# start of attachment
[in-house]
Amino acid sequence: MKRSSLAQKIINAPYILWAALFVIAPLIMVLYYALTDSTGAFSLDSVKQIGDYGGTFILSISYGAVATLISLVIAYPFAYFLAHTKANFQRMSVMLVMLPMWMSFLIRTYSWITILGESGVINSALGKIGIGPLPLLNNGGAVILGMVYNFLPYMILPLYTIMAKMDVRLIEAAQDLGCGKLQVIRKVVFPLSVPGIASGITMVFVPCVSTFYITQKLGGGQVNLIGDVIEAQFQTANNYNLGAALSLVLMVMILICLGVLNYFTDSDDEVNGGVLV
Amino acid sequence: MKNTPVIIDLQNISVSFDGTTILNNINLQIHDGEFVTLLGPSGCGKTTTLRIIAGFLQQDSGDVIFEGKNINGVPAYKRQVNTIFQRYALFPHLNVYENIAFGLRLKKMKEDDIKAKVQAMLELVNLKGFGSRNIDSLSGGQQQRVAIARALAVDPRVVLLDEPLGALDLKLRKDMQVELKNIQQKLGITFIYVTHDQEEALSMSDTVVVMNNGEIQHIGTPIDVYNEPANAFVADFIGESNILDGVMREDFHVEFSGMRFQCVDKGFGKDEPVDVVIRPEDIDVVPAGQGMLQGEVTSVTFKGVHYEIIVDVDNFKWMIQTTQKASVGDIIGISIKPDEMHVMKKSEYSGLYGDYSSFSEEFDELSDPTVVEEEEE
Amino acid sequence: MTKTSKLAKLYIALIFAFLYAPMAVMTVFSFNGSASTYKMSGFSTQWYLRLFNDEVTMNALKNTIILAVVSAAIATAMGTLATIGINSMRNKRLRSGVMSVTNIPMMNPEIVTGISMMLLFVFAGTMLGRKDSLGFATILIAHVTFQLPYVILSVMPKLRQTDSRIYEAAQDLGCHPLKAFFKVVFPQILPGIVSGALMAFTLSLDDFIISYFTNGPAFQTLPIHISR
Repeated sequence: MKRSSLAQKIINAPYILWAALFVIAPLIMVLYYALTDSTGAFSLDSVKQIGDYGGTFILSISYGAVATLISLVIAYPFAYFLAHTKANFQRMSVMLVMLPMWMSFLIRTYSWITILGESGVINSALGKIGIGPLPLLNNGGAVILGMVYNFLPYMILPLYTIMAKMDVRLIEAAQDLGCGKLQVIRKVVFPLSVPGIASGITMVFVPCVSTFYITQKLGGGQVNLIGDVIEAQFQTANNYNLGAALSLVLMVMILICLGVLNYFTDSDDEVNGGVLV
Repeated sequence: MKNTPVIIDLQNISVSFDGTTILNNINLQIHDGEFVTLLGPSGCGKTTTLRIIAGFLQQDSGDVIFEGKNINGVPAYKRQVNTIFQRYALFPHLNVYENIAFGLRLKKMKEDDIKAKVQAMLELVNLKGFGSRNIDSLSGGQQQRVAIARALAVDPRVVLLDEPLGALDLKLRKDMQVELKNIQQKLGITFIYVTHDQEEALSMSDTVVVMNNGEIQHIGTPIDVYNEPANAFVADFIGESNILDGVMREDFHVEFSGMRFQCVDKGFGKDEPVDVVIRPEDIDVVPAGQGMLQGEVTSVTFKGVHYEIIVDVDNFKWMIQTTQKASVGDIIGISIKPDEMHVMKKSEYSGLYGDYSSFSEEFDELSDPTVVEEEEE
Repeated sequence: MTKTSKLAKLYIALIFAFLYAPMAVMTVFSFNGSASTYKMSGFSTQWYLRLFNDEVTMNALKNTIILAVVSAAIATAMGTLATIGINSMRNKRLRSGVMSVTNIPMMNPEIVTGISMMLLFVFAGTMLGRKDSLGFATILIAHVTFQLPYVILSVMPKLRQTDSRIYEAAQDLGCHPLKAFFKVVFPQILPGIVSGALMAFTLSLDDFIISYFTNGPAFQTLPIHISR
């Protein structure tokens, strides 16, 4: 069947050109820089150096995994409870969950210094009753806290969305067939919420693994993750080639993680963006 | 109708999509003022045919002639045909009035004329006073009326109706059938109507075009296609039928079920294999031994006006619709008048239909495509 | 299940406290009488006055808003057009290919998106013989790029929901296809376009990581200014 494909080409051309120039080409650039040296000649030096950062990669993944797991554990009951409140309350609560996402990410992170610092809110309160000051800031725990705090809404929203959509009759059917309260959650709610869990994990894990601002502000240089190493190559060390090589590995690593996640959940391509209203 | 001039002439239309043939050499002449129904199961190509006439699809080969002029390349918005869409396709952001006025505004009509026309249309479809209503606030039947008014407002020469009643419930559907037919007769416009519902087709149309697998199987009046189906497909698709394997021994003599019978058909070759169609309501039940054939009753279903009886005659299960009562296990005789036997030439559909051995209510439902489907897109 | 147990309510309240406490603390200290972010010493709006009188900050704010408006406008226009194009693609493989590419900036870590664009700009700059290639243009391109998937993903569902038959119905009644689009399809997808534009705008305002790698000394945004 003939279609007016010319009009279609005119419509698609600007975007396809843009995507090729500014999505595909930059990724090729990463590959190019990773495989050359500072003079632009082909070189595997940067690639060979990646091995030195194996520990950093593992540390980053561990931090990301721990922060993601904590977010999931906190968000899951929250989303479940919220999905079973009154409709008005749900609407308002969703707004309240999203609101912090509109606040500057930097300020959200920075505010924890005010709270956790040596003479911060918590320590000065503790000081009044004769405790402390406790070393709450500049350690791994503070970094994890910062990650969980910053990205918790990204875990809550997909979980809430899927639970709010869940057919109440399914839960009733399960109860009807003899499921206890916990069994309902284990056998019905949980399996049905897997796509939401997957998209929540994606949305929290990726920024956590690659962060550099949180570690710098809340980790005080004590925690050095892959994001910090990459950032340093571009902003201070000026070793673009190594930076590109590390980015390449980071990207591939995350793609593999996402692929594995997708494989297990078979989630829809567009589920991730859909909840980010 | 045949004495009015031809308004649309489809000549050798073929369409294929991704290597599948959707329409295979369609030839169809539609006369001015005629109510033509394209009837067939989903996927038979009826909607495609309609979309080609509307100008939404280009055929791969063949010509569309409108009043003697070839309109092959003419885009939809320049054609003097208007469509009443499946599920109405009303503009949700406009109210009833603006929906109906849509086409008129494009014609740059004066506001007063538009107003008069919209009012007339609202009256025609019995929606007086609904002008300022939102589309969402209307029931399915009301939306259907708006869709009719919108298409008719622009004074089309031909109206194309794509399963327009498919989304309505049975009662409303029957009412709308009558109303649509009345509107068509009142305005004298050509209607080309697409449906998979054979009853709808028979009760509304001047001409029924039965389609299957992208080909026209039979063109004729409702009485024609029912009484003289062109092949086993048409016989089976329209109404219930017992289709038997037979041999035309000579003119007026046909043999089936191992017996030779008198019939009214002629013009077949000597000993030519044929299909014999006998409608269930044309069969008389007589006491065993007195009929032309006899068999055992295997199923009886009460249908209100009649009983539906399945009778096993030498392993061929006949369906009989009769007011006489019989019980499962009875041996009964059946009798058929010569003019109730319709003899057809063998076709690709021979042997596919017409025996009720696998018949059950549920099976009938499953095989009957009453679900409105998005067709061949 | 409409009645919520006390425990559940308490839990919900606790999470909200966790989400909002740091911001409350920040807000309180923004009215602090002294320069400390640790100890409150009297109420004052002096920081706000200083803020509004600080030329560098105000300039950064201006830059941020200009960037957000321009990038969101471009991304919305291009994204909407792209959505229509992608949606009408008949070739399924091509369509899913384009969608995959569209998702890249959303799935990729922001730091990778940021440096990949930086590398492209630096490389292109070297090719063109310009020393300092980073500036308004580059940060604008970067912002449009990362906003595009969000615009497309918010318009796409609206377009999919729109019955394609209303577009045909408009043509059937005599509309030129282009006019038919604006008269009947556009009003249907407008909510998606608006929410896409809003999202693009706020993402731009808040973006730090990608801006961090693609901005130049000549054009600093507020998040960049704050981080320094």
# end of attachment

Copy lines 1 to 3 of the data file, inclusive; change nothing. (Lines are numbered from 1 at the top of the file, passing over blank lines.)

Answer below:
[in-house]
Amino acid sequence: MKRSSLAQKIINAPYILWAALFVIAPLIMVLYYALTDSTGAFSLDSVKQIGDYGGTFILSISYGAVATLISLVIAYPFAYFLAHTKANFQRMSVMLVMLPMWMSFLIRTYSWITILGESGVINSALGKIGIGPLPLLNNGGAVILGMVYNFLPYMILPLYTIMAKMDVRLIEAAQDLGCGKLQVIRKVVFPLSVPGIASGITMVFVPCVSTFYITQKLGGGQVNLIGDVIEAQFQTANNYNLGAALSLVLMVMILICLGVLNYFTDSDDEVNGGVLV
Amino acid sequence: MKNTPVIIDLQNISVSFDGTTILNNINLQIHDGEFVTLLGPSGCGKTTTLRIIAGFLQQDSGDVIFEGKNINGVPAYKRQVNTIFQRYALFPHLNVYENIAFGLRLKKMKEDDIKAKVQAMLELVNLKGFGSRNIDSLSGGQQQRVAIARALAVDPRVVLLDEPLGALDLKLRKDMQVELKNIQQKLGITFIYVTHDQEEALSMSDTVVVMNNGEIQHIGTPIDVYNEPANAFVADFIGESNILDGVMREDFHVEFSGMRFQCVDKGFGKDEPVDVVIRPEDIDVVPAGQGMLQGEVTSVTFKGVHYEIIVDVDNFKWMIQTTQKASVGDIIGISIKPDEMHVMKKSEYSGLYGDYSSFSEEFDELSDPTVVEEEEE